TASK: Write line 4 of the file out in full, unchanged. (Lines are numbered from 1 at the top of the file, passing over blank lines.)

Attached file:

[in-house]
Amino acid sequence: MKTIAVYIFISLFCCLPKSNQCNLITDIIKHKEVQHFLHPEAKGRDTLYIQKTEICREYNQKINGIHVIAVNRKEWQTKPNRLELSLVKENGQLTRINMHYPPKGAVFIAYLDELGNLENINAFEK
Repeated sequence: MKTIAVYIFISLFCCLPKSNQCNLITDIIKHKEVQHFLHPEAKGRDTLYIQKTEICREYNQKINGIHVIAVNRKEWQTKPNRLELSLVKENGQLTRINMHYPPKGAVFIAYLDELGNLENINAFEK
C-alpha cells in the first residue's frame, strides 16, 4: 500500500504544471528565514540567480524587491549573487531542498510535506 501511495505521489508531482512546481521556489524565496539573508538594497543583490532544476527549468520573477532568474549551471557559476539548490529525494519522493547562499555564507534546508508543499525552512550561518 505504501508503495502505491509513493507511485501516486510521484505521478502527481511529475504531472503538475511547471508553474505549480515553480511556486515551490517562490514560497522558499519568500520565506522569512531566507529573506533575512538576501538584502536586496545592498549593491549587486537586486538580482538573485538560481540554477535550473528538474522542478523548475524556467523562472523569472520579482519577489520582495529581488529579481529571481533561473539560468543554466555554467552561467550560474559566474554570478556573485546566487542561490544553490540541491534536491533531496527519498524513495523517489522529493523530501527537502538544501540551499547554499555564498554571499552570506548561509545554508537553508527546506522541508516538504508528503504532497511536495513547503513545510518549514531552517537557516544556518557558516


C-alpha cells in the first residue's frame, strides 16, 4: 500500500504544471528565514540567480524587491549573487531542498510535506 501511495505521489508531482512546481521556489524565496539573508538594497543583490532544476527549468520573477532568474549551471557559476539548490529525494519522493547562499555564507534546508508543499525552512550561518 505504501508503495502505491509513493507511485501516486510521484505521478502527481511529475504531472503538475511547471508553474505549480515553480511556486515551490517562490514560497522558499519568500520565506522569512531566507529573506533575512538576501538584502536586496545592498549593491549587486537586486538580482538573485538560481540554477535550473528538474522542478523548475524556467523562472523569472520579482519577489520582495529581488529579481529571481533561473539560468543554466555554467552561467550560474559566474554570478556573485546566487542561490544553490540541491534536491533531496527519498524513495523517489522529493523530501527537502538544501540551499547554499555564498554571499552570506548561509545554508537553508527546506522541508516538504508528503504532497511536495513547503513545510518549514531552517537557516544556518557558516